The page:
Aloe Suzannae Blooming At The Huntington

 We visited the Huntington just before Christmas to see what Aloes were in bloom.  Aloe ferox above, Aloe barberae and Aloe 'Erik The Red' (?) below

 Several of the epic old Aloe barberae have been recently removed due to age and rot.  There are one or two left, along with newly planted young specimens.
 A surviving Aloe barberae
 I wish I'd bought Aloe sabea when I saw it for sale.  Have not seen it available since.  It's like a super model version of thraskii.
 A large group of 'David Verity' near the desert conservatory always puts on a spectacular show
 Aloe rubroviolacea is blooming again.  It was blooming last year at this time, and in spring, and in summer as well. 
 Rupestris? The Western Scrub Jay was pecking at the flowers--picking out insects, or nectar?
 This was an interesting cross: vaombe x barberae.  There's a small flower stalk emerging.
 Somewhat of an autumnal look due to the Sycamores. 
 Aloe aculeata.  This was blooming at rather a small size, so perhaps I won't be waiting a decade for my seedling to bloom.
 Aloe elegans, yellow form. Someone was isolating a flower for hybridization and seed collection.
Ah, there it is, a plant I've wondered about since it vanished from the garden some months ago.  This Aloe suzannae was once falling over into a pathway.  Last visit it was suddenly gone.  They replanted it here.
 Here's another suzannae, and it is blooming! This species is a slow grower and reluctant bloomer, so this is an event.  I wonder if they will bag up some flowers to collect pure seed. 
 None of suzannae's flowers were yet open. 
 Aloe suzannae is endemic to Madagascar.  Madagascar is also home to Euphorbia enterophora.  The Huntington's is apparently a mere start, judging by the plant in the link.  Appears to be a plant snob's version of E. turucalli--very cool!
 Well, enough for now.  I did spot this gorgeousness near the place where a giant Aloe barberae had been removed.  Wowza.  Anyone could have stepped on it without noticing. 
 There are treasures everywhere, if we care to look. 

Comments

  1. Treasures indeed! Just the dose of SoCal we in the frozen north need right now! Thanks.

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    1. Stay warm! I guess your area has a polar vortex on the way again?

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  2. So beautiful! I remember seeing that yellow aloe elegans with its bags also. I wonder what they are hybridizing it with?

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    1. There were some little tags and dates with info on the bag, but I don't remember what they said.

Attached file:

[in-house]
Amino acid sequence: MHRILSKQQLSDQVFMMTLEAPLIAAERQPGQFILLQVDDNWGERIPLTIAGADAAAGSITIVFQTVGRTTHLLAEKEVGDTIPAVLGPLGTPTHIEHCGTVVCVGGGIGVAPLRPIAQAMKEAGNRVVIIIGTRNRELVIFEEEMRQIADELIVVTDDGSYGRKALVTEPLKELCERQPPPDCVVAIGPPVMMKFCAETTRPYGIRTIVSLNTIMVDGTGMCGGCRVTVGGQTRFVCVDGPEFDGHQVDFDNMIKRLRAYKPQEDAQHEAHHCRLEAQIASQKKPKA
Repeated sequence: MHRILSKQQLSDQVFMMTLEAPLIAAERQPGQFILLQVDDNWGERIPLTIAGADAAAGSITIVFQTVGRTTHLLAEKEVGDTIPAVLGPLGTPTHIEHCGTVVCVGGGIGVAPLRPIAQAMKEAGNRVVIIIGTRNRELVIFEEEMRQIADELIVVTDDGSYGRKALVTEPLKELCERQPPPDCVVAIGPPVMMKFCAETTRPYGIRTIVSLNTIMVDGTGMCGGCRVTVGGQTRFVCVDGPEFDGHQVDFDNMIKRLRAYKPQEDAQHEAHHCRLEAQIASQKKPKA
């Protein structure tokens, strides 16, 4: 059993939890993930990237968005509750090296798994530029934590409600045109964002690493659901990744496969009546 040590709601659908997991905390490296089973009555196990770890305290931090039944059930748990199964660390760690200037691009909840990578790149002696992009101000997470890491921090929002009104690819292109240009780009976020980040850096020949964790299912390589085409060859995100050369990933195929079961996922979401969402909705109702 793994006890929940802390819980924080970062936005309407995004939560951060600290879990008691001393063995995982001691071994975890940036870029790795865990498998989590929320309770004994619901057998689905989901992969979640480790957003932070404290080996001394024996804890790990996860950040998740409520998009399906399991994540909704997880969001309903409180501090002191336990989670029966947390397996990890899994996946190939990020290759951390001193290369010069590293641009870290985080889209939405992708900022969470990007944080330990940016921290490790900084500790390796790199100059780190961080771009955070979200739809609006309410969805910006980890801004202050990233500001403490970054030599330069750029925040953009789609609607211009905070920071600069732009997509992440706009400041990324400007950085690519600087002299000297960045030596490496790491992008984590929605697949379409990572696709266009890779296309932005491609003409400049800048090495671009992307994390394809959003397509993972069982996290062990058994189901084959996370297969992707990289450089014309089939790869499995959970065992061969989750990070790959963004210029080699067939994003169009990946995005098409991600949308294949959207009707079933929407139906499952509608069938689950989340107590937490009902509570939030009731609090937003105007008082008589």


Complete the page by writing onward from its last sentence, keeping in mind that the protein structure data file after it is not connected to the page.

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  3. Further evidence that I need to add some of the larger aloe specimens to my south-side succulent garden - it could use more jolts of orange and red during the winter months.

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    Replies
    1. And the hummers love them! A. vaombe has brilliant red flowers...

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  4. Oh the Huntington, such incomparable beauty! Lucky you to visit often enough to know when a plant has disappeared or been moved.

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    1. It is really helpful to watch the plants grow and either thrive, or not. Some become like friends that you look forward to seeing every visit. :)

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  5. Those fiery pokers do my heart good!

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  6. Wow, I can't believe they planted that white-variegated Agave victoria-reginae where people can step on it so easily. It's a real treasure!

    Thanks for another wonderful Huntington update! Without you, I wouldn't know what's in bloom there. Your our eyes and ears!

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    1. Yes, that surprised me. IMO it belongs in the Desert Conservatory with other rare gems.

      Glad you enjoy the Huntington shots!

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    2. I could have sworn I saw an A. victoria-reginae just like it *IN* the Desert Conservatory. But they probably have multiples.

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    3. Multiples? Ahhhhhhgggggggggrrrrrhhh!

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  7. I always enjoy your visits to the Huntington Gardens. One day, I hope to get a chance to visit it myself, but for now, admire it vicariously through your eyes. That Euphorbia enterophora is a real oddball. Wonder how long it will take to grow as big as the one in Madagascar...?

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